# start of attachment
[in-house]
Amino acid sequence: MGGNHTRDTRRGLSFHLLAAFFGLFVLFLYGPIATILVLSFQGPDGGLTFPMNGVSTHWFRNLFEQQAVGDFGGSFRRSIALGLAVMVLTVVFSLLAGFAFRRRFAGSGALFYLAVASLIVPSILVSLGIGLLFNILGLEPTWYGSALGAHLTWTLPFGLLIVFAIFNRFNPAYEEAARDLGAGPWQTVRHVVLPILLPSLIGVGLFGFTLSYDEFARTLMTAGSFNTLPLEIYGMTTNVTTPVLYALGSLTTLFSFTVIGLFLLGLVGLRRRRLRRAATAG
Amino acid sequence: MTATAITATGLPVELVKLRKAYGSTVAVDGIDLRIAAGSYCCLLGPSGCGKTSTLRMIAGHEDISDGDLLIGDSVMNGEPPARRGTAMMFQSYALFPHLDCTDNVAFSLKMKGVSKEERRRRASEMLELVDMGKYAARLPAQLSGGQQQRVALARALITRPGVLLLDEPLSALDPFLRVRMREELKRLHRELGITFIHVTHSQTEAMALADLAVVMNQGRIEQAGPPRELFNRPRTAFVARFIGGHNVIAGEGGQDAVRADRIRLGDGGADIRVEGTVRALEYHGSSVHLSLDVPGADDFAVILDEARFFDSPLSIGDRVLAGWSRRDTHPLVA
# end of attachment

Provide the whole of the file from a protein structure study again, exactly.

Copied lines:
[in-house]
Amino acid sequence: MGGNHTRDTRRGLSFHLLAAFFGLFVLFLYGPIATILVLSFQGPDGGLTFPMNGVSTHWFRNLFEQQAVGDFGGSFRRSIALGLAVMVLTVVFSLLAGFAFRRRFAGSGALFYLAVASLIVPSILVSLGIGLLFNILGLEPTWYGSALGAHLTWTLPFGLLIVFAIFNRFNPAYEEAARDLGAGPWQTVRHVVLPILLPSLIGVGLFGFTLSYDEFARTLMTAGSFNTLPLEIYGMTTNVTTPVLYALGSLTTLFSFTVIGLFLLGLVGLRRRRLRRAATAG
Amino acid sequence: MTATAITATGLPVELVKLRKAYGSTVAVDGIDLRIAAGSYCCLLGPSGCGKTSTLRMIAGHEDISDGDLLIGDSVMNGEPPARRGTAMMFQSYALFPHLDCTDNVAFSLKMKGVSKEERRRRASEMLELVDMGKYAARLPAQLSGGQQQRVALARALITRPGVLLLDEPLSALDPFLRVRMREELKRLHRELGITFIHVTHSQTEAMALADLAVVMNQGRIEQAGPPRELFNRPRTAFVARFIGGHNVIAGEGGQDAVRADRIRLGDGGADIRVEGTVRALEYHGSSVHLSLDVPGADDFAVILDEARFFDSPLSIGDRVLAGWSRRDTHPLVA